February 25, 2013

Rise of the New Shanghai

Daniel Brook, Design Observer

AP Photo

If Shanghai wanted to open up economically, its leaders would first have to reassure the Politburo that they could keep the lid on. The opportunity to prove their authoritarian credentials came with the Tiananmen Square movement of 1989. The massacre in Beijing is well known. Yet in hindsight, the relative order that prevailed in Shanghai during the unrest may have been even more important. It was Shanghai’s composure during the Tiananmen movement that finally won it the go-ahead to develop Pudong — and ultimately shift all of China to its model of economic openness and political deep freeze, when the ruthlessly efficient pair who ran Shanghai, Jiang Zemin and Zhu Rongji, were given the keys to the Middle Kingdom. Just as Bombay’s quiescence during the Sepoy...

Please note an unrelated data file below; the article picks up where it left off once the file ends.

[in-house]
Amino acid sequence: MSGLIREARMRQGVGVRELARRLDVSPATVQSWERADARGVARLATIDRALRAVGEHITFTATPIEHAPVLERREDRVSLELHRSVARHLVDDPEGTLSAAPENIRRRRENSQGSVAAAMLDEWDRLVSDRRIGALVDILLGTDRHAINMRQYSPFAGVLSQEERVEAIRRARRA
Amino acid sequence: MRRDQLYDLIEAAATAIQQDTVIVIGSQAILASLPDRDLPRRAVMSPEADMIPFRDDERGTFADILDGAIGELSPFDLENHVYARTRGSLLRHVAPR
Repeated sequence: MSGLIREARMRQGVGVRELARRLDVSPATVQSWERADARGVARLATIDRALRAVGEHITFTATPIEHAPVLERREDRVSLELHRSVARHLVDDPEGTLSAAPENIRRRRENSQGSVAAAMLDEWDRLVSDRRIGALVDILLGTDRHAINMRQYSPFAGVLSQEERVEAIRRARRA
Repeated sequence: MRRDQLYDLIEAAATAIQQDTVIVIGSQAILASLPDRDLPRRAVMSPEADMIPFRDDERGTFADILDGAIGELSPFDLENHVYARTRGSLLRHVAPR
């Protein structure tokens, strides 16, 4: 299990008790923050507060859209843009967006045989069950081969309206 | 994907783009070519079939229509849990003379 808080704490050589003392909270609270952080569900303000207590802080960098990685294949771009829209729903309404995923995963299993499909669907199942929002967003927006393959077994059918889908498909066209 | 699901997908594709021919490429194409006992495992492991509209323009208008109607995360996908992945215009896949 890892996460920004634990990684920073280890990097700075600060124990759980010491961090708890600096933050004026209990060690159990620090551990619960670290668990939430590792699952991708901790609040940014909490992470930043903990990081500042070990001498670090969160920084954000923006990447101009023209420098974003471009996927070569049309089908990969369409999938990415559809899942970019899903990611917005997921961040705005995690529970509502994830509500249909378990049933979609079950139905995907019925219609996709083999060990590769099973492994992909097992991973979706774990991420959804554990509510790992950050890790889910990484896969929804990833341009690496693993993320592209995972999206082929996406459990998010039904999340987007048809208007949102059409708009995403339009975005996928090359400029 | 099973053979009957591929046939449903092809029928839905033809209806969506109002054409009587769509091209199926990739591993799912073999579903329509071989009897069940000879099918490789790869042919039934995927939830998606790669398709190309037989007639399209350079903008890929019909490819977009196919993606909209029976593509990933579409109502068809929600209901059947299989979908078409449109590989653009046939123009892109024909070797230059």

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TAGGED: Asia, China, Shanghai, Travel

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